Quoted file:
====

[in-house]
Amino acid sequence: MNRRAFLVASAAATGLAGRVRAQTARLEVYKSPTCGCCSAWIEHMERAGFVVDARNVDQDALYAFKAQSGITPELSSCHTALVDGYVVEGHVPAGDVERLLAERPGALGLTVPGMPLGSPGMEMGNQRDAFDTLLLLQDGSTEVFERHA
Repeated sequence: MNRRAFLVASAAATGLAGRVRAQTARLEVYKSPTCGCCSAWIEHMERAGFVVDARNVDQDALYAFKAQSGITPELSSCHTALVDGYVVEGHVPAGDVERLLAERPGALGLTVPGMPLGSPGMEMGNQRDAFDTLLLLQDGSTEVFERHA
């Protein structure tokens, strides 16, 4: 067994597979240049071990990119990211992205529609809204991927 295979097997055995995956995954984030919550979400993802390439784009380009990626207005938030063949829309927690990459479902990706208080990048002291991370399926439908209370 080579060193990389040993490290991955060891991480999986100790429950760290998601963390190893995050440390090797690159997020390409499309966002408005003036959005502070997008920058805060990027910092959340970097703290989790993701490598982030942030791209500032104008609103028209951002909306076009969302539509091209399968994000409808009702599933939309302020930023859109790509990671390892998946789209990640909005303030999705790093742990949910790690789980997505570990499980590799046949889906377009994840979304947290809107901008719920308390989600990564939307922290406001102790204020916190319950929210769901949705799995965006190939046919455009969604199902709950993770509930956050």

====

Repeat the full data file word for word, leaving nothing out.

[in-house]
Amino acid sequence: MNRRAFLVASAAATGLAGRVRAQTARLEVYKSPTCGCCSAWIEHMERAGFVVDARNVDQDALYAFKAQSGITPELSSCHTALVDGYVVEGHVPAGDVERLLAERPGALGLTVPGMPLGSPGMEMGNQRDAFDTLLLLQDGSTEVFERHA
Repeated sequence: MNRRAFLVASAAATGLAGRVRAQTARLEVYKSPTCGCCSAWIEHMERAGFVVDARNVDQDALYAFKAQSGITPELSSCHTALVDGYVVEGHVPAGDVERLLAERPGALGLTVPGMPLGSPGMEMGNQRDAFDTLLLLQDGSTEVFERHA
């Protein structure tokens, strides 16, 4: 067994597979240049071990990119990211992205529609809204991927 295979097997055995995956995954984030919550979400993802390439784009380009990626207005938030063949829309927690990459479902990706208080990048002291991370399926439908209370 080579060193990389040993490290991955060891991480999986100790429950760290998601963390190893995050440390090797690159997020390409499309966002408005003036959005502070997008920058805060990027910092959340970097703290989790993701490598982030942030791209500032104008609103028209951002909306076009969302539509091209399968994000409808009702599933939309302020930023859109790509990671390892998946789209990640909005303030999705790093742990949910790690789980997505570990499980590799046949889906377009994840979304947290809107901008719920308390989600990564939307922290406001102790204020916190319950929210769901949705799995965006190939046919455009969604199902709950993770509930956050």